We Think Our Roommate Is Schizophrenic And We Are Worried


Asked by lunafrog1987

We Think Our Roommate Is Schizophrenic And We Are Worried

There are five of us girls that live in a house together, we are all between the ages of 20 and 24 years old. In fact the girl which we are speaking about just had her 20th birthday a few weeks ago. Recently we have all noticed very strange behaviors from this girl and we are unsure how to approch her with our concerns. We have found out that she has been spending all of her time at the library printing out anything she can find on the subject of the war in Iraq. She circles some words and puts symbols next to others trying to find a connection between words and ideas that aren't connected. She believes it is her mission to find "secret codes" in these printouts and she is confused why she is doing it. She says that all she knows is that it will take her a very long time to finish the project and is defensive when we bring up the subject. She has also been collecting random pieces of litter she finds on the street and bringing it home and setting it in a pile on her folder. She isn't collecting everything she comes across and it isn't theamed at all. Another example of strange behavior is a list we found of all the streets in our town that are named after trees, then a few addresses from those streets. Some of the address numbers are circled and some are not. The list goes on and on. We are unsure how to approch her about these things because she is so confused about what is going on and because of how defensive she becomes when it is brought up. We have also learned there is a history of bipolar disorder in her family (her mother) and her brother has an extreme case of Obsessive Compulsive Disorder. What are the steps we need to take to get her some help? We are really worried.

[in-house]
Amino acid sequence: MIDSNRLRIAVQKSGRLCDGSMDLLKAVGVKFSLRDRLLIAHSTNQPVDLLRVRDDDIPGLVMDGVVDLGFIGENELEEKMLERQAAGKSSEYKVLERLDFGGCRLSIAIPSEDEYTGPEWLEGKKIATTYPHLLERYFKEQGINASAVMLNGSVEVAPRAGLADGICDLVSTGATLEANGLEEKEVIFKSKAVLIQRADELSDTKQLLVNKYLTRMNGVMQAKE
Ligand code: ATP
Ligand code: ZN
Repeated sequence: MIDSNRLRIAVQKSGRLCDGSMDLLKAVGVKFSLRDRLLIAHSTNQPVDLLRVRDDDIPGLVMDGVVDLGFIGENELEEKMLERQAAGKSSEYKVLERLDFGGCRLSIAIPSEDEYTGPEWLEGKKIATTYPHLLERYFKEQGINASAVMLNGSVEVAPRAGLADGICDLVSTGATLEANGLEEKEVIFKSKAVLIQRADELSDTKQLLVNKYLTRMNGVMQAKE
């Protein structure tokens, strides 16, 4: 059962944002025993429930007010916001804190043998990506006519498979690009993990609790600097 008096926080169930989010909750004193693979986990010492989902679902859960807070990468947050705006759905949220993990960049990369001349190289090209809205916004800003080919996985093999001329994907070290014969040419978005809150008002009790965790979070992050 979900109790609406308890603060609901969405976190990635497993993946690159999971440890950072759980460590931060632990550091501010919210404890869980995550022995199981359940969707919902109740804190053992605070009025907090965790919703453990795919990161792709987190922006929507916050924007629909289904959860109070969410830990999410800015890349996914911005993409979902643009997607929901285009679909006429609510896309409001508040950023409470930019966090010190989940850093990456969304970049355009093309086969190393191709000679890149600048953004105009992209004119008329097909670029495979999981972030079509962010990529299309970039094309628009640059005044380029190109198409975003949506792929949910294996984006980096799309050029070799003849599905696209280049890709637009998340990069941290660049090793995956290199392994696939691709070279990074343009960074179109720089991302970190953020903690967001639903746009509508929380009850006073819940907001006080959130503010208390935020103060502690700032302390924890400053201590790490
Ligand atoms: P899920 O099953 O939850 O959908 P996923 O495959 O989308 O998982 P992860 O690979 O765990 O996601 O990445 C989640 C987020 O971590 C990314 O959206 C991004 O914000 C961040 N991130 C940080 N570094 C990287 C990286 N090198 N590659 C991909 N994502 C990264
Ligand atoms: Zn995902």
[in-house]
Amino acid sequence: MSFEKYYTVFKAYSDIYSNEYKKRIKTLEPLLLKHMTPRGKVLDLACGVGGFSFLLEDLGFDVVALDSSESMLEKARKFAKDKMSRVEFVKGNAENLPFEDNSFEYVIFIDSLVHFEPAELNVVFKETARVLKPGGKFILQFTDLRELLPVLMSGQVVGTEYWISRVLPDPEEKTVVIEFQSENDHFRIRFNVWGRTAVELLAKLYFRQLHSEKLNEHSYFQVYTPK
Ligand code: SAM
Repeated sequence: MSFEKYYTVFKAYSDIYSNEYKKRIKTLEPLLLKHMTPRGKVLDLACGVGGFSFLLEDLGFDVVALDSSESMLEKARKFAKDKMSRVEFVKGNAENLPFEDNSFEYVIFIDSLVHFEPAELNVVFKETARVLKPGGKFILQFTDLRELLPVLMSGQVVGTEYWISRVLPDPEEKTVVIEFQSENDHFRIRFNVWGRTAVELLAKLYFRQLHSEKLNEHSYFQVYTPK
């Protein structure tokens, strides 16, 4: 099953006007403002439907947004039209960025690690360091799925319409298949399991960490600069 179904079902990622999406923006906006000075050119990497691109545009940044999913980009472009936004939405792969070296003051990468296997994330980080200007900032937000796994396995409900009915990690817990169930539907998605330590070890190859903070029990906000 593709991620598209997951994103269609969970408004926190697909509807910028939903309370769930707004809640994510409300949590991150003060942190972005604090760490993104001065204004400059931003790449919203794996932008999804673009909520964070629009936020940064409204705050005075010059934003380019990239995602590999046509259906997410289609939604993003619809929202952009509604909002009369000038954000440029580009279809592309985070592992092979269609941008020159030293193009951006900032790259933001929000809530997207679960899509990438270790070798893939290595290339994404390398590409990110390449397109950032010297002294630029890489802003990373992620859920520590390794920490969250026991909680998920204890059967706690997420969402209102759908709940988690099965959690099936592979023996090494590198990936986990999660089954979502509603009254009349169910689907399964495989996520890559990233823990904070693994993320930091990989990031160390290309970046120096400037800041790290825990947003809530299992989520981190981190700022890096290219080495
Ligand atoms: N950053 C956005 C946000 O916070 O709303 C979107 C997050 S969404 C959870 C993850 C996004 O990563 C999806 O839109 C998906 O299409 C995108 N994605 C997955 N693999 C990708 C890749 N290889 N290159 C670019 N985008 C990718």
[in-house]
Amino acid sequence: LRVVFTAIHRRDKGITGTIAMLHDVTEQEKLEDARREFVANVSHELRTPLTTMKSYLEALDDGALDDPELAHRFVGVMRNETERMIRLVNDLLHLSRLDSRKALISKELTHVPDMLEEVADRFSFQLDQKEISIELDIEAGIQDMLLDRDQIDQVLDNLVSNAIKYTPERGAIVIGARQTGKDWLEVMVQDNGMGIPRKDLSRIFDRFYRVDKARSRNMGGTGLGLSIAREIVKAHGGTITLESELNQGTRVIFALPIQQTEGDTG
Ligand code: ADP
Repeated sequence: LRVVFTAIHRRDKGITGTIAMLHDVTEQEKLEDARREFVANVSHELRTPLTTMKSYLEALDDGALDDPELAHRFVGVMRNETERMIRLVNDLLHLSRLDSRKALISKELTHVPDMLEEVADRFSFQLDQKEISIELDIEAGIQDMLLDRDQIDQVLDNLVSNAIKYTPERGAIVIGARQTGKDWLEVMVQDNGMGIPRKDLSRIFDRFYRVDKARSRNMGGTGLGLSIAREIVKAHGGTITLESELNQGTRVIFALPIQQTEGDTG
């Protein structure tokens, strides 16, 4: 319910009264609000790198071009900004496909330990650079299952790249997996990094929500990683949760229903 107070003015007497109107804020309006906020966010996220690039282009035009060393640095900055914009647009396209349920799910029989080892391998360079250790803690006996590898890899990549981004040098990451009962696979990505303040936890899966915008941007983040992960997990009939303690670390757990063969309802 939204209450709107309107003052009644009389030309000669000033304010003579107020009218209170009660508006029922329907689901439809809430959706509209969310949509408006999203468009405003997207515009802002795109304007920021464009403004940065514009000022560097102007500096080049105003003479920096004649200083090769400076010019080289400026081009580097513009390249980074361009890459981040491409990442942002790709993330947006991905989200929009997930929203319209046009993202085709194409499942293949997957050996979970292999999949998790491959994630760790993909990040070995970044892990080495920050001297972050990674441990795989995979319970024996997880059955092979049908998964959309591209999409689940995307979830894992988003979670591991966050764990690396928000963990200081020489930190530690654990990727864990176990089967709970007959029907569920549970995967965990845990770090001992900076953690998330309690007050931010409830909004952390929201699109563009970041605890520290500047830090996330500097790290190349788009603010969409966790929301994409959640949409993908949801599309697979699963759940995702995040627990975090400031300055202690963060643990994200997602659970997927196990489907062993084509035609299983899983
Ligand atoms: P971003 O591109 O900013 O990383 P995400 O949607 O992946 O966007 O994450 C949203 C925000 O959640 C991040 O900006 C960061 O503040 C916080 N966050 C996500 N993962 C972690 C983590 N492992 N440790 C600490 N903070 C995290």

Hi Lunafrog1987,

Christina is right. Your situation really does sound like it needs to be resolved sooner rather than later.

A couple of other suggestions:

Do you have the contact details of the person's doctor? If you can find this out it might be helpful.

The fact that you share a house doesn't mean you have to take on personal responsibility - although I'm sure your support is helpful. If you have considered contacting her parents with your concerns I wouldn't necessarily be put off by any views you may have of their mental health. Maybe of more concern would be the relationship between the parents and their daughter. If you believe this is ok it might be worth contacting them with your concerns.

Social services are another port of call. They might be able to advise you about the support options in the area you live.

Answered by Jerry Kennard, Ph.D., CPsychol., AFBPsS